GE Patent Filings Hint at Blockchain Role in Aircraft Management

Stan Higgins
Nov 9, 2017 at 21:05 UTC
Updated Nov 9, 2017 at 21:06 UTC
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New patent filings from General Electric suggest that the U.S. conglomerate may be looking at blockchain as part of a wider aircraft monitoring and maintenance system.

The U.S. Patent and Trademark Office (USPTO) published five applications from GE today, each of which focus on a concept for a “dynamic optimization” system that would touch multiple aspects of managing and operating aircraft, including maintenance services.

One component of that system, the applications indicate, would be a mechanism for parties involved in the aircraft oversight process. While noting that these entities would typically be paid through traditional finance channels, they suggest that cryptocurrencies – or some application of blockchain thereof – could facilitate such payouts instead.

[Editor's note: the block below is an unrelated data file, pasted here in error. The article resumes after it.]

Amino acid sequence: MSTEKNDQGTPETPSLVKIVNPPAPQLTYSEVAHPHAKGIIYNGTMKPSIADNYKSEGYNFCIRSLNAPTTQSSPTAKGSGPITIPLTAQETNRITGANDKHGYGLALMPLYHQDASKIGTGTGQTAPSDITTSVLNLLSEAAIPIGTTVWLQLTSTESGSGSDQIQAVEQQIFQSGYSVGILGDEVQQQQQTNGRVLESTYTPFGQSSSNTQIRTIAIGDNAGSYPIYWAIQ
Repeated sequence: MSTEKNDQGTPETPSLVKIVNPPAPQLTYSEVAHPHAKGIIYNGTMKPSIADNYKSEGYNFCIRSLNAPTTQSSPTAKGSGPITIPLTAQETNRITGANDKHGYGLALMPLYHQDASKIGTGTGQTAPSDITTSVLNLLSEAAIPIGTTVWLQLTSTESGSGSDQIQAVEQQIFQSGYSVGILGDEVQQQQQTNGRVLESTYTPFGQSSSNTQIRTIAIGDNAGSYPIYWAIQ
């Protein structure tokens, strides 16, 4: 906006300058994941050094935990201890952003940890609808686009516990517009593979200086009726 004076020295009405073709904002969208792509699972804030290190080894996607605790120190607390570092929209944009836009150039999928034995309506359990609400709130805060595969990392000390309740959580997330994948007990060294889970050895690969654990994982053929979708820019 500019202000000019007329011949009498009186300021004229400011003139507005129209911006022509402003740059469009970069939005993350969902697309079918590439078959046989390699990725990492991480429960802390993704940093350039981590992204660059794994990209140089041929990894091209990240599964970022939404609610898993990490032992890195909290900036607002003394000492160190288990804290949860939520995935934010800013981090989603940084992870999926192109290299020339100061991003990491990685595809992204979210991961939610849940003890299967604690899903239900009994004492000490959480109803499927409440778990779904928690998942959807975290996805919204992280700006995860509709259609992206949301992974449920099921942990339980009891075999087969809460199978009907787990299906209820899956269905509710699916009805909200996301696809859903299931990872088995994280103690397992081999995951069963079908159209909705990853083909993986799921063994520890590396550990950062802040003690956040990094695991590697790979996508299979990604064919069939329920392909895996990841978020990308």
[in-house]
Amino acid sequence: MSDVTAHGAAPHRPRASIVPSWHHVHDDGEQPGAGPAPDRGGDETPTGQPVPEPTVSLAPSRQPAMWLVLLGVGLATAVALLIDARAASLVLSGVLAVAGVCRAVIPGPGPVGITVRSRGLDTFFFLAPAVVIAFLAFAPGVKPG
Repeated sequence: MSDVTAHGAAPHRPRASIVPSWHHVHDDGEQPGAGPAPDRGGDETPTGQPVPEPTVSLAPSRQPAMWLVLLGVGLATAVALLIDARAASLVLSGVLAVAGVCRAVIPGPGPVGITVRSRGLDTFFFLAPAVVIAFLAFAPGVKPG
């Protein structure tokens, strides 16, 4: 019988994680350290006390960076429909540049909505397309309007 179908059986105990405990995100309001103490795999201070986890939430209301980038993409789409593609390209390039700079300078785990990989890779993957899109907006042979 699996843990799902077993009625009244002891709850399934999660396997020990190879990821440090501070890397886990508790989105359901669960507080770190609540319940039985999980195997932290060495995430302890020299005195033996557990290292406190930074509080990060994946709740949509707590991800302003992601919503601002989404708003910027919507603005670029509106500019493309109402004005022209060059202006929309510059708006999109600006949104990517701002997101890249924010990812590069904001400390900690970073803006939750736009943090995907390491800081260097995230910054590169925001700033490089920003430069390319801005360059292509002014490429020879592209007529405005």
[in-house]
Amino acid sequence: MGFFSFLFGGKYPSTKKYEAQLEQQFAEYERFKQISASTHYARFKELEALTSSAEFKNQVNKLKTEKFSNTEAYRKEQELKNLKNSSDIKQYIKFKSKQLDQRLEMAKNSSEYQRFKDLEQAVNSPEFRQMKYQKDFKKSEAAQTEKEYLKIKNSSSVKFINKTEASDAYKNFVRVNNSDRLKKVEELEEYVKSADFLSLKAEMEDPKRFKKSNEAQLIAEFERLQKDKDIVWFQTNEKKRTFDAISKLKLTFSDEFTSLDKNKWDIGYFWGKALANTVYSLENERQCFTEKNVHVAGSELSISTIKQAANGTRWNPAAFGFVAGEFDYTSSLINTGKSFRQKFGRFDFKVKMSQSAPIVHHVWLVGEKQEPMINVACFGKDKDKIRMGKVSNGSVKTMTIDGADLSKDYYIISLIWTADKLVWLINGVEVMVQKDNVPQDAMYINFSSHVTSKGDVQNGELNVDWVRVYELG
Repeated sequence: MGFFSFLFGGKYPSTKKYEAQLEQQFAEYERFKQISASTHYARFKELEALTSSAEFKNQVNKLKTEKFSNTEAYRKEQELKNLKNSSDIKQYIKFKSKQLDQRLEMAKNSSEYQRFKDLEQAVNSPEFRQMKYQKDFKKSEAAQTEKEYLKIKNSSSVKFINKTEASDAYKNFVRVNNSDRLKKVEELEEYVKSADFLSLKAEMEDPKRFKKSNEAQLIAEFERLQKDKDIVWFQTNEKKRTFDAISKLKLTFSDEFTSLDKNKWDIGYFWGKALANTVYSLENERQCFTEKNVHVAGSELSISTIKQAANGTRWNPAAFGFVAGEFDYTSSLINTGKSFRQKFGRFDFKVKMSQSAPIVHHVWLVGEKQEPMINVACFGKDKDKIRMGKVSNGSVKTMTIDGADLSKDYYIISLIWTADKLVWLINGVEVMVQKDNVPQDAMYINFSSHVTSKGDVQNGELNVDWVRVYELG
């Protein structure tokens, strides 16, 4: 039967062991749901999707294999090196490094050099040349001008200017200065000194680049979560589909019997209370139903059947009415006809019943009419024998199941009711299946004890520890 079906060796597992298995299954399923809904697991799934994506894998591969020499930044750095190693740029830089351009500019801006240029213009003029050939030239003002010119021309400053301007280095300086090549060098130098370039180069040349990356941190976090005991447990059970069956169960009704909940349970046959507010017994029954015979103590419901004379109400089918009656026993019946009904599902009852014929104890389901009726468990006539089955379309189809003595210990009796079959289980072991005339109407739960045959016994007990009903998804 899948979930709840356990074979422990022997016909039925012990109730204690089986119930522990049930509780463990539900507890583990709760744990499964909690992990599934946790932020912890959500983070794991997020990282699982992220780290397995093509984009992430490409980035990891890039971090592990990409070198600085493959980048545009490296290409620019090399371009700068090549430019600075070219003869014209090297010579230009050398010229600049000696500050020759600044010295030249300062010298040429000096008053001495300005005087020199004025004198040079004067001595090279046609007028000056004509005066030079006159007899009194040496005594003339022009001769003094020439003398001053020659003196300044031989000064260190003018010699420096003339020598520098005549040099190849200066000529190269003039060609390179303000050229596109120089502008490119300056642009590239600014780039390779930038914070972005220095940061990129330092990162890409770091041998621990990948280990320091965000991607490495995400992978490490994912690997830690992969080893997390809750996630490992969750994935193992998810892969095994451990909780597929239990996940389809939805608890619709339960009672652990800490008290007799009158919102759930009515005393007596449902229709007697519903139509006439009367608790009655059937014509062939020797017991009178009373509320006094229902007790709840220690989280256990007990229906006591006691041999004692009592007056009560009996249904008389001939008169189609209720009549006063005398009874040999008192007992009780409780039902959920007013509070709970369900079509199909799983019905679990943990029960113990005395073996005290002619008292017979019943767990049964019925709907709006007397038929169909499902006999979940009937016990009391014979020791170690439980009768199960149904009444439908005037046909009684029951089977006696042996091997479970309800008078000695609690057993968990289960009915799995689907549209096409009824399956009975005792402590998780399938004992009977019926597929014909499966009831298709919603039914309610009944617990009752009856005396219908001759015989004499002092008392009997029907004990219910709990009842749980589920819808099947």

“The delivery of the cash flows amongst stakeholders is certainly enabled with traditional debits and credits into financial accounts and may be implemented with crypto-currency mechanisms whose core logic is informed by precise allocation of cashflows,” the applications note – though they don’t include any other mention of the technology.

That GE would potentially investigate this area is perhaps unsurprising, given past developments from notable airline carriers. Earlier this year, Air France revealed that it was looking at blockchain as a way to track maintenance flows for its airplanes, with the idea being that the technology could underpin a shared database of update information.

Image Credit: Jonathan Weiss / Shutterstock.com